(Reuters) - The S&P 500 and the Dow hit their lowest levels since late-September on Wednesday as a surge in coronavirus cases in the United States and Europe dashed hopes of a quick global economic recovery.
Shares of hotels, airlines and other companies sensitive to COVID-19-related curbs fell with Wynn Resorts (O:WYNN) down 2% and the S&P 1500 airlines index <.SPCOMAIR> declining 3%. The energy index (SPNY) lost about 3% as oil prices fell on fears of lower fuel demand. [O/R]
New cases and hospitalizations set records in the U.S. Midwest, while concerns over a national lockdown in France and tighter restrictions in Germany sapped investor appetite for risk. [MKTS/GLOB]
"Whether you call it a continuation of the pandemic or a third wave of new case discovery - it is the largest concern," said Art Hogan, chief market strategist at National Securities in New York.
"Unless and until we get through this pandemic, it is hard for investors to imagine a better economic time."
A spiraling pandemic and a failure to reach a deal on a fresh round of U.S. fiscal stimulus before the Nov. 3 election have put the blue-chip Dow and the benchmark S&P 500 on track to erase their gains for October.
With just six days to the election, Wall Street's fear gauge (VIX) spiked to its highest level since July 15, also on concerns that a winner might not be declared the night of Nov. 3 due to a delay in counting the huge volume of mail-in ballots.
Democratic challenger Biden leads President Donald Trump nationally by 10 percentage points, according to the Reuters/Ipsos poll, but the competition is tighter in swing states, which will decide the victor.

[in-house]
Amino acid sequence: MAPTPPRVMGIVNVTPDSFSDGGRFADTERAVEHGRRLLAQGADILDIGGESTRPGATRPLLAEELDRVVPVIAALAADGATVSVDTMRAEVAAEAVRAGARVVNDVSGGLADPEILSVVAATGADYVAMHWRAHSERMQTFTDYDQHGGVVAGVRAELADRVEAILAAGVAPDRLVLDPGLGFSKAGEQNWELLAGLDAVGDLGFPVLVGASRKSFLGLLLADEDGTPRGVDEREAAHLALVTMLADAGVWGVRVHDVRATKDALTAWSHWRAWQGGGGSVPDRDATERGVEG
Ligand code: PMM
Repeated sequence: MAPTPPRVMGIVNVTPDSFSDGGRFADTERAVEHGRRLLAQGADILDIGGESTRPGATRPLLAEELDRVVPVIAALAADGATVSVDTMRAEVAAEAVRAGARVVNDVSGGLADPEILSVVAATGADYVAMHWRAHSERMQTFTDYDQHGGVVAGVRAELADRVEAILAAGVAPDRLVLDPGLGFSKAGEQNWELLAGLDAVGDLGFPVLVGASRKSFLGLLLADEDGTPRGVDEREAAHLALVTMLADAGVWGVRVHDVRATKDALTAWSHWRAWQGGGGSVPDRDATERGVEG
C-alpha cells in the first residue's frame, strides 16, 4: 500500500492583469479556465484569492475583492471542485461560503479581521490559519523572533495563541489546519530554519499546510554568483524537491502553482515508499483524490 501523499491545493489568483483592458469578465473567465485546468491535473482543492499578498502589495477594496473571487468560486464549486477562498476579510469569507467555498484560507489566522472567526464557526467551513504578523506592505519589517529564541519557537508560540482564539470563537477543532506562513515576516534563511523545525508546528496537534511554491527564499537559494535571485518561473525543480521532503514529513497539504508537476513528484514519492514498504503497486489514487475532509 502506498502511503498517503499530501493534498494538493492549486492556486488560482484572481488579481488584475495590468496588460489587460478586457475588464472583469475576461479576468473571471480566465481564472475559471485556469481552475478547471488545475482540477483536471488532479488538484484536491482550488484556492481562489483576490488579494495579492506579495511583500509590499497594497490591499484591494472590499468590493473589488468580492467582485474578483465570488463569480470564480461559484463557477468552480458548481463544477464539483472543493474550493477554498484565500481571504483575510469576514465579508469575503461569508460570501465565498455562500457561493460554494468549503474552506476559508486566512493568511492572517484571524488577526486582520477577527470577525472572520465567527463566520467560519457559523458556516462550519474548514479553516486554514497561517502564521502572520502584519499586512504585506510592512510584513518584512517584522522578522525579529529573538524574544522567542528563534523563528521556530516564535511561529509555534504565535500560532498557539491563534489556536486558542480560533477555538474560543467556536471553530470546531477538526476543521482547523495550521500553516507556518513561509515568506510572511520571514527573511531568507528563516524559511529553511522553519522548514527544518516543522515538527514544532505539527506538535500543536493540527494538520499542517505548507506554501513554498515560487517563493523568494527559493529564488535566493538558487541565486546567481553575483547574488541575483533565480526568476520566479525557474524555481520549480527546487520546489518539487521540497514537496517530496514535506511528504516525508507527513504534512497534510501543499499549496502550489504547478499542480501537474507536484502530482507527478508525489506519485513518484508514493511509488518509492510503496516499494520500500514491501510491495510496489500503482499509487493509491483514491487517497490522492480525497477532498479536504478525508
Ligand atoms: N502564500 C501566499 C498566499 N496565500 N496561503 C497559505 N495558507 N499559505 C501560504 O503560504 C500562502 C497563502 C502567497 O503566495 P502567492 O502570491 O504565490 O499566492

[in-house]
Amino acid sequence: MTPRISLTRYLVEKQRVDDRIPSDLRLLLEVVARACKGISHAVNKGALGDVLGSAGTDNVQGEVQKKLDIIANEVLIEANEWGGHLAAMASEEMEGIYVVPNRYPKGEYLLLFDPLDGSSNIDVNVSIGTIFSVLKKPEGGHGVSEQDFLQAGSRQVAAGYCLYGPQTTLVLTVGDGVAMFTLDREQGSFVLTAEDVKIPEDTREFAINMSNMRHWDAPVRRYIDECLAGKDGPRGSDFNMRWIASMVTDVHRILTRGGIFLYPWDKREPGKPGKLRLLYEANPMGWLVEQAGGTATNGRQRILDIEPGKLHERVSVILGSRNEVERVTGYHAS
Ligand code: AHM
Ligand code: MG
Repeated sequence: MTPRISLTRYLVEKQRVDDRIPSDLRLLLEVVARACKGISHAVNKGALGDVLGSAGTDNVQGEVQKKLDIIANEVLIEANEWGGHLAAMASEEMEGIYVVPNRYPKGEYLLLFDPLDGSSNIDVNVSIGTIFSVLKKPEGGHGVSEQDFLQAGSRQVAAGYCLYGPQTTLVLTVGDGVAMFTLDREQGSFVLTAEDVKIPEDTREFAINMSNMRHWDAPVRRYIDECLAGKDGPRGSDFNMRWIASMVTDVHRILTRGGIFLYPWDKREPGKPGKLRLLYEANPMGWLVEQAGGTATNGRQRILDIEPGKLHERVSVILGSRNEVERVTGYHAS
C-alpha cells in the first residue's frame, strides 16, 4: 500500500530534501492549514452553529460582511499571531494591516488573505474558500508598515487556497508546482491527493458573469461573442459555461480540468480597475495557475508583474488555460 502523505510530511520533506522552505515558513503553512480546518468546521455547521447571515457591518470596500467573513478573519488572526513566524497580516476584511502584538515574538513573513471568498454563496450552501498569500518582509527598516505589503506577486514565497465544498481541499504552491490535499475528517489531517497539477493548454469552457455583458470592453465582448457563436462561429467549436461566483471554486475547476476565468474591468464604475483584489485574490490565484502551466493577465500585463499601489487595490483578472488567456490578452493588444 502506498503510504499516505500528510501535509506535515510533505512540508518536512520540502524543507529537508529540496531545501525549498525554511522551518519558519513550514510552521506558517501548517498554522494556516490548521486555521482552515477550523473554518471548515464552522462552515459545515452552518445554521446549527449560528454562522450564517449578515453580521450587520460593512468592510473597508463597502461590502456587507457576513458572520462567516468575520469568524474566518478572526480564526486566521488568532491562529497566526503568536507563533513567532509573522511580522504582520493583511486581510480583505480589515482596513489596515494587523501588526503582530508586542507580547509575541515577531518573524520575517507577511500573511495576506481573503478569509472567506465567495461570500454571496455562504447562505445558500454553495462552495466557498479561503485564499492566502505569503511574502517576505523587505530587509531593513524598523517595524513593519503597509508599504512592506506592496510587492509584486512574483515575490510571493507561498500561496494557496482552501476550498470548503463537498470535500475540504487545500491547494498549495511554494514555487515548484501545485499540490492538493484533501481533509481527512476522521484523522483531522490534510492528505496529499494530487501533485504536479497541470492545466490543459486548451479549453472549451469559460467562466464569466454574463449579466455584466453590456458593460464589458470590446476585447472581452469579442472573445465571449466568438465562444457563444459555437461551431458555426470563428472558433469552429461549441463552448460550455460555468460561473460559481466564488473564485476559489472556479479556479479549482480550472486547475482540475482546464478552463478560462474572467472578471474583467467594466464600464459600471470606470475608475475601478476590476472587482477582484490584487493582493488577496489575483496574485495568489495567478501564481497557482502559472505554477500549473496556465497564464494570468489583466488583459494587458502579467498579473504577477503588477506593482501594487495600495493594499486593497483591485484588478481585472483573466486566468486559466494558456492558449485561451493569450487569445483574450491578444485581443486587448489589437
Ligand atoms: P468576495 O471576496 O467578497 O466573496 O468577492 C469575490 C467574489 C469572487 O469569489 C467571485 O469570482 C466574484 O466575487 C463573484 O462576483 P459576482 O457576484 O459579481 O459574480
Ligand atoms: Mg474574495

"The uncertainty of not knowing the direction we are heading is making investors step on the sidelines and wait for the election results," Hogan said.
Losses were broad-based with technology stocks (SPLRCT) weighing the most.
The Big Tech companies - Apple (O:AAPL), Alphabet (O:GOOGL), Amazon (O:AMZN) and Facebook (O:FB) - which are due to report results on Thursday, fell between 2.8% and 4.8%, weighing the most on the S&P 500. At 10:52 a.m. ET, the Dow Jones Industrial Average (DJI) fell 841.00 points, or 3.06% to 26,622.19, the S&P 500 (SPX) lost 100.22 points, or 2.95% to 3,290.61 and the Nasdaq Composite (IXIC) lost 348.70 points, or 3.05% to 11,082.65.
Of the 170 S&P 500 companies that have reported third-quarter earnings so far, about 84% have topped expectations, according to Refinitiv data. Profit on average is expected to fall 16.4% from a year earlier.
Microsoft Corp 's (O:MSFT) quarterly results surpassed analysts targets, benefiting from a pandemic-driven shift to working from home and online learning. Its shares, however, fell about 4% after rising 35% so far this year.
Boeing (N:BA) fell 3.8% after it reported its fourth straight quarterly loss.
General Electric Co (N:GE) was in a bright spot, jumping 8% after posting a surprise quarterly profit and a positive cash flow on the back of cost cuts and improvements in its power and renewable energy businesses.
Declining issues outnumbered advancers for a 14-to-1 ratio on the NYSE and for a 6.28-to-1 ratio on the Nasdaq.
The S&P index recorded no new 52-week highs and seven new lows, while the Nasdaq recorded seven new highs and 106 new lows.